Flight Officer Stanley C. Price was one of the pilots assigned to the 35th Photo Recon Squadron during World War II, flying the Lockheed F-5E Photo Lightning in combat in the China-Burma-India Theater.

Flight Officer Stanley C. Price flew in the 35th Photo Recon Squadron late during World War II.  (Courtesy Find a Grave)

Flight Officer Stanley C. Price flew in the 35th Photo Recon Squadron late during World War II. (Courtesy Find a Grave)

Review of squadron historical records indicates he was a late-war replacement pilot and flew with Flight “E” of the squadron at Chihkiang Airfield, one of the forward deployed detachments of the unit. His earliest mission that is recorded is an unusual night photo recon as co-pilot in a B-25 Mitchell medium bomber (# 826) flown to reconnoiter the Siang River area between Chang Sha and Yochow, and the highway between the two points. It was a successful five and a half hour mission.

Records indicate he flew four more recon missions in July, including one on 18 July to cover airfields in the Canton-Hong Kong area with F-5E # 808. He flew F-5E # 823 on a two and a half hour mission to Lingling on 22 July. On 26 July 1945 he flew a photo recon in F-5E # 802 of the railroad running from Kiukiang to Nanchang he accomplished between 0900 and 1300 that day. The last mission he flew in July was a four hour flight on 28 July in F-5E # 823 to Wucheng.

Two unidentified pilots of the 35PRS shake hands during the war by a Redhawk squadron F-5E Photo Lightning.  The original caption indicated the pilot on the left just flew his first mission.  Given the number of mission symbols on the aircraft (possibly F-5E-2-LO 43-28291, squadron # 802, which flew with “E” Flight at Chihkiang), this is probably a late war picture.  The man on the left appears to be wearing Flight Officer insignia on his short collar – could he be F/O Stanley C. Price?  (Courtesy Chester Krejci family)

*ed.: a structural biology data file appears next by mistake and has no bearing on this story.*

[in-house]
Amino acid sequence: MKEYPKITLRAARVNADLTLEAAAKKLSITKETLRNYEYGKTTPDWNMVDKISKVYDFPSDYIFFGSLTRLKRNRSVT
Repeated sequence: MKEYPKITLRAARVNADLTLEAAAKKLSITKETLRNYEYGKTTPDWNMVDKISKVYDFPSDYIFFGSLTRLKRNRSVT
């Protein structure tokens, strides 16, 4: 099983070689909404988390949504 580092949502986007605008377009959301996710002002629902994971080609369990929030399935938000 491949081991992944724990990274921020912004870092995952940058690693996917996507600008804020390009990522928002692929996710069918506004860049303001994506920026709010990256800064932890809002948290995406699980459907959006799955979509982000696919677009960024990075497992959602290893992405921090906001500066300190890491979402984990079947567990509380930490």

Two unidentified pilots of the 35PRS shake hands during the war by a Redhawk squadron F-5E Photo Lightning. The original caption indicated the pilot on the left just flew his first mission. Given the number of mission symbols on the aircraft (possibly F-5E-2-LO 43-28291, squadron # 802, which flew with “E” Flight at Chihkiang), this is probably a late war picture. The man on the left appears to be wearing Flight Officer insignia on his short collar – could he be F/O Stanley C. Price? (Courtesy Chester Krejci Family)

Mission records for August 1945 are not available to this web log writer, so it is not known how many more combat missions Price may have flown in the last weeks of the war. But another source indicates Price was involved in a post-war landing accident while flying F-5E serial number 44-24914 (squadron # 819) at the squadron headquarters base at Chanyi Airfield on 8 September 1945. The aircraft was apparently destroyed.

On 18 September the squadron left Chanyi by truck for the staging area at Luliang, China, and processing in preparation for return to the US. On 24 September, three C-54 Skymaster transport aircraft flew the unit from China to Barrackpore, India, just north of Calcutta.

From there the squadron moved by truck north to nearby Replacement Depot #3, US Forces India-Burma Theater, at Camp Kanchrapara. The squadron had transited this camp after arriving in India in 1944, and it was here they waited about two weeks for transport from Calcutta by ship home to the east coast of the USA.